Despite Trump administration’s far more aggressive stance toward Pyongyang, several South Koreans including Moon Jae-in favor gentler approach toward the dictatorial regime
By Mridu Kumari
Presidential elections in France and South Korea have given a big slap to those who expected hardliner candidates’ victory in these countries. Results of both the elections have also offered a common narrative that liberal politics, which doesn’t subscribe to jingoism or rhetoric, would thrive irrespective of challenges in the society from fundamentalists. But arrogant US President Donald Trump who has not come out of his campaign mode, despite being in office for four months, forgot that his views have much less acceptance even among countries which are America’s trusted allies.
Following the win of Moon Jae-in, a human rights lawyer who favors dialogue with North Korea, as President in the just concluded elections in South Korea, the American President would have to chart out a different roadmap to the South East Asian region. Seoul under Moon Jae-in would not toe Americans’ line on the issue of North Korea. And this was apparent in the opposition of deployment of THAAD missile defense system against North Korea by Moon. Instead, he supports more engagement with the North. That means relations between Seoul and Washington would not be on the even keel. Already strategists have begun to say that Moon’s win could potentially result in cooling relations with the US. If that happens, it is apprehended that the US may try to topple the newly South Korean President because, to the chagrin of America, there is all likelihood of softening of South Korean policy on North Korea.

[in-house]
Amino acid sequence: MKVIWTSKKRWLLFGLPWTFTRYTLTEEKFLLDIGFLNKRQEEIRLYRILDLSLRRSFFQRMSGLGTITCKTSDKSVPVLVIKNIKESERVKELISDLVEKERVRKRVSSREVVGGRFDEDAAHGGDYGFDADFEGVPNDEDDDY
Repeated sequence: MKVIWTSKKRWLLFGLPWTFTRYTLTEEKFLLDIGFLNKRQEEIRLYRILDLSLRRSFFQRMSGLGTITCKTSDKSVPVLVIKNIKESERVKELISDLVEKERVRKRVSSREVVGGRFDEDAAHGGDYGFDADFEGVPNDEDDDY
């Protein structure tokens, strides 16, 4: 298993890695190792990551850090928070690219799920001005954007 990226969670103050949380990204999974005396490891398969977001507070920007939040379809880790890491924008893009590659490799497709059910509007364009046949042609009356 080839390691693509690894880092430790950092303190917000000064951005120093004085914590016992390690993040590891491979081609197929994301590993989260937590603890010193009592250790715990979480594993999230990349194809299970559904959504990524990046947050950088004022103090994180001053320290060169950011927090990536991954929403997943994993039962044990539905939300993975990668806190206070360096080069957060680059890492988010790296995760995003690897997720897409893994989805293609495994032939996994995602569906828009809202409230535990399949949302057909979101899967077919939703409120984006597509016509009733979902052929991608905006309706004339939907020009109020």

In contrast, Moon’s rival in the election, a centrist candidate Ahn Cheol-Soo, supported tougher diplomatic path, including reviving the six-party talks. Nonetheless, victory of Moon Jae-in has capped a remarkable national drama in which corruption, mass protests and impeachment forced South Korean President Park Geun-hye from office, first time in almost 60 years. Son of North Korean refugees, Moon has several challenges before him; apart from handling Trump’s anti-North Korean agenda, he will have to limit the power of big business and address the abuses uncovered in his predecessor’s downfall. People who know Moon say that the newly elected South Korean President will also have to make good on his promise of a new approach to North Korea while balancing relations with the US and China.
“I will set a new example as the President of the Republic of Korea. I will make my utmost efforts to become a President who will be viewed as a successful by the public and history,” Moon said in a national address which he made soon after his election. Then in his attempt to establish a close rapport with people, he made a pledge to avoid a scam that ensnared Park and her aides. “I will become a clean President. I take office empty-handed, and I will leave office the same way,” Moon said, while laying emphasis on his immediate priority, which apart from others, dwelled on his government’s roadmap to Pyongyang. He pledged a diplomatic and more conciliatory approach towards North Korea, offering to go to the rival’s capital under the “right circumstance.”